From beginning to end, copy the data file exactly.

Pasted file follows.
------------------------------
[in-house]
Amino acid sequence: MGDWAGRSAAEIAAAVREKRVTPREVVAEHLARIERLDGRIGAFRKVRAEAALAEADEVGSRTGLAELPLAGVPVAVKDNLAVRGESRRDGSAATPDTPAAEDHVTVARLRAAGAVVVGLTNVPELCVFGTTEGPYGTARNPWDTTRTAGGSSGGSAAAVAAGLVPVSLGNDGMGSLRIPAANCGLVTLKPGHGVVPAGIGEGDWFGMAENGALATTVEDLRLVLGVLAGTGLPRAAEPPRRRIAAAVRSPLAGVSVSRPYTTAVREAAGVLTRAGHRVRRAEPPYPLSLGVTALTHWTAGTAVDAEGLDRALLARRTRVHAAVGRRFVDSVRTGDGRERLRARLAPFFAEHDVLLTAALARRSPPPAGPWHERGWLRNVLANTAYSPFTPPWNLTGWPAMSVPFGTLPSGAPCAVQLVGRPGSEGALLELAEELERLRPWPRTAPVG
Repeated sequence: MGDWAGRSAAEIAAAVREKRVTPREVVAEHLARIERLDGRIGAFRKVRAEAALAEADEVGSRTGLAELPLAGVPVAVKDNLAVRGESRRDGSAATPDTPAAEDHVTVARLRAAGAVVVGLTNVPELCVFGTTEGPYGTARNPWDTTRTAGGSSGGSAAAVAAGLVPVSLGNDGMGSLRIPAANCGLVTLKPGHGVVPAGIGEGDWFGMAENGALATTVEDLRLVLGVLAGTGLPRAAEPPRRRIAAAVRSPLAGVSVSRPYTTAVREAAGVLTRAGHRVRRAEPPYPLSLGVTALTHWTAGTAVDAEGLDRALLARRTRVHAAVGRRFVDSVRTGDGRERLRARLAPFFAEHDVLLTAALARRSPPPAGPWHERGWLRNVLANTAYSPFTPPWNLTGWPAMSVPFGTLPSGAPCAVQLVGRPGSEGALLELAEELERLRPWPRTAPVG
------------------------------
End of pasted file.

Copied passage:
[in-house]
Amino acid sequence: MGDWAGRSAAEIAAAVREKRVTPREVVAEHLARIERLDGRIGAFRKVRAEAALAEADEVGSRTGLAELPLAGVPVAVKDNLAVRGESRRDGSAATPDTPAAEDHVTVARLRAAGAVVVGLTNVPELCVFGTTEGPYGTARNPWDTTRTAGGSSGGSAAAVAAGLVPVSLGNDGMGSLRIPAANCGLVTLKPGHGVVPAGIGEGDWFGMAENGALATTVEDLRLVLGVLAGTGLPRAAEPPRRRIAAAVRSPLAGVSVSRPYTTAVREAAGVLTRAGHRVRRAEPPYPLSLGVTALTHWTAGTAVDAEGLDRALLARRTRVHAAVGRRFVDSVRTGDGRERLRARLAPFFAEHDVLLTAALARRSPPPAGPWHERGWLRNVLANTAYSPFTPPWNLTGWPAMSVPFGTLPSGAPCAVQLVGRPGSEGALLELAEELERLRPWPRTAPVG
Repeated sequence: MGDWAGRSAAEIAAAVREKRVTPREVVAEHLARIERLDGRIGAFRKVRAEAALAEADEVGSRTGLAELPLAGVPVAVKDNLAVRGESRRDGSAATPDTPAAEDHVTVARLRAAGAVVVGLTNVPELCVFGTTEGPYGTARNPWDTTRTAGGSSGGSAAAVAAGLVPVSLGNDGMGSLRIPAANCGLVTLKPGHGVVPAGIGEGDWFGMAENGALATTVEDLRLVLGVLAGTGLPRAAEPPRRRIAAAVRSPLAGVSVSRPYTTAVREAAGVLTRAGHRVRRAEPPYPLSLGVTALTHWTAGTAVDAEGLDRALLARRTRVHAAVGRRFVDSVRTGDGRERLRARLAPFFAEHDVLLTAALARRSPPPAGPWHERGWLRNVLANTAYSPFTPPWNLTGWPAMSVPFGTLPSGAPCAVQLVGRPGSEGALLELAEELERLRPWPRTAPVG